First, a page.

</ul>
<p>Now a face can be regarded as a composition of those micro-patterns, hence we build a histogram to get the distribution. But if you throw all LBP into a single histogram all spatial information is discarded. In tasks like face detection (and a lot of other pattern recognition problems) spatial information is very useful, so it has to be incorporated into the histogram somehow. The representation proposed by Ahonen et al. in *Face Recognition with Local Binary Patterns is to divide the LBP image into grids and build a histogram of each cell seperately. Then by concatenating the histograms the spatial information is encoded (not merging them). A classification between those spatially enhanced histograms can then be performed by using a Nearest Neighbor classifier with a histogram distance, e.g. Chi-Square.</p>
<p>So when to choose Local Binary Patterns Histograms over Eigenfaces and Fisherfaces? Eigenfaces and Fisherfaces estimate a model based on the variance in your training data, so they perform very bad if given only few samples (you can read that up in various publications). Since a ...<span class="expander"> <a>(more)</a></span></p></div>http://answers.opencv.org/question/3277/local-binary-pattern-model-in-facerecognizer/?comment=34336#post-id-34336Nice answer......Fri, 30 May 2014 04:12:09 -0500http://answers.opencv.org/question/3277/local-binary-pattern-model-in-facerecognizer/?comment=34336#post-id-34336Answer by raqghu for <p>In which way does LBPH FaceRecognizer combine in his model information from differents training images?</p>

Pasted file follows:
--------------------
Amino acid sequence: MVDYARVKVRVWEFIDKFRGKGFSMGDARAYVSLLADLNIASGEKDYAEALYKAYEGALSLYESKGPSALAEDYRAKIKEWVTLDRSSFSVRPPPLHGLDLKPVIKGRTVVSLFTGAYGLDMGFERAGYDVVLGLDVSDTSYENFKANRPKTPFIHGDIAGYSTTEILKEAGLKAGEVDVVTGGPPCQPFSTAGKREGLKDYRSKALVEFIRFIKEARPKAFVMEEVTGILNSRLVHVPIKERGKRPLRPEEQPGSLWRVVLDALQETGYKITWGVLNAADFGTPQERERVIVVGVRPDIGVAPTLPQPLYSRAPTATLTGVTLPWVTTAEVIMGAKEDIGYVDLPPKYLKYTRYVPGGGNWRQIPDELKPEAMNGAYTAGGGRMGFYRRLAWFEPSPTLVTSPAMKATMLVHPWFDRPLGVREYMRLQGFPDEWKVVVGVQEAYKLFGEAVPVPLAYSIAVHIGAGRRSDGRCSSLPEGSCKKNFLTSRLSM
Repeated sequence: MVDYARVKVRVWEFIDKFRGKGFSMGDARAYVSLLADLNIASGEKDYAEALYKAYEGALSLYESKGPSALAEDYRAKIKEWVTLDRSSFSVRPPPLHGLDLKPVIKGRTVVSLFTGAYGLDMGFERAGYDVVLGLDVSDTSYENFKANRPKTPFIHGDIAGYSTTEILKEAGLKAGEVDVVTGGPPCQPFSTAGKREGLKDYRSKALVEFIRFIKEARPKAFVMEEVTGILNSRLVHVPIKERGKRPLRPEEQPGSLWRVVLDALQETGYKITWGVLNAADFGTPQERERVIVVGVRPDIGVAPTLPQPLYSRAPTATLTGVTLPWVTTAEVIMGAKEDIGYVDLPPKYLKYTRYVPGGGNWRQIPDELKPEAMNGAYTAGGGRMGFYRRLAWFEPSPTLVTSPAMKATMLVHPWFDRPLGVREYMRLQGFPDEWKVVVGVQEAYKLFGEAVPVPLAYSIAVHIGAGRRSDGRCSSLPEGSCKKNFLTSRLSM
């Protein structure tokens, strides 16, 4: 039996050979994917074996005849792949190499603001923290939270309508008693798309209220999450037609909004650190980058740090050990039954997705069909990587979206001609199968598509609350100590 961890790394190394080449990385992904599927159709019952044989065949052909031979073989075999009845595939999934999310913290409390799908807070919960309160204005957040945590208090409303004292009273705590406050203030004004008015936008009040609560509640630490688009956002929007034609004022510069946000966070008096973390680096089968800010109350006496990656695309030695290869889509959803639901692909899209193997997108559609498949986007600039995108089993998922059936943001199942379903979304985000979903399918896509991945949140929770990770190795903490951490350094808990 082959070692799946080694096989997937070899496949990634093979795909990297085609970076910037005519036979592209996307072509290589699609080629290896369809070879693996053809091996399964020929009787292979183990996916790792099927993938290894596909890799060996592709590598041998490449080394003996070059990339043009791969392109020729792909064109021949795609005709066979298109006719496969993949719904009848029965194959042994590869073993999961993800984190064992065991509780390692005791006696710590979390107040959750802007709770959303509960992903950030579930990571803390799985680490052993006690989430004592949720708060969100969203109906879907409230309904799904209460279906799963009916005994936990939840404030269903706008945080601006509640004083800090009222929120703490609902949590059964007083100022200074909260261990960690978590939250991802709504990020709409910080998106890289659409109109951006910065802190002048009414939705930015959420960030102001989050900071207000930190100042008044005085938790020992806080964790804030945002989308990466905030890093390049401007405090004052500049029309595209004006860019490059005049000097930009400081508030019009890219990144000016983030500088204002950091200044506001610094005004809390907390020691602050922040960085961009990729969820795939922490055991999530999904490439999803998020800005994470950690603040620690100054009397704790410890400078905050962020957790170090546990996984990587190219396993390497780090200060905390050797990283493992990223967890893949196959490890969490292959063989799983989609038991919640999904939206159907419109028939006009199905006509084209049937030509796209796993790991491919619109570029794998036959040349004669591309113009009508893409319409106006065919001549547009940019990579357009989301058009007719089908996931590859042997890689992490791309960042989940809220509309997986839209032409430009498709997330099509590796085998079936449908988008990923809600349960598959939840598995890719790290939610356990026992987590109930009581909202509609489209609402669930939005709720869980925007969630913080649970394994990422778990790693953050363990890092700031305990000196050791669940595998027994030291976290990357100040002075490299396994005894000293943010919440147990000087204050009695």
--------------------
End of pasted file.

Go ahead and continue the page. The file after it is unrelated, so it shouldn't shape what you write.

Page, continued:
http://answers.opencv.org/question/3277/local-binary-pattern-model-in-facerecognizer/?answer=29735#post-id-29735can lbp recognise faces eventhough there is a change in position of features ie eyes,nose etcMon, 10 Mar 2014 10:58:45 -0500http://answers.opencv.org/question/3277/local-binary-pattern-model-in-facerecognizer/?answer=29735#post-id-29735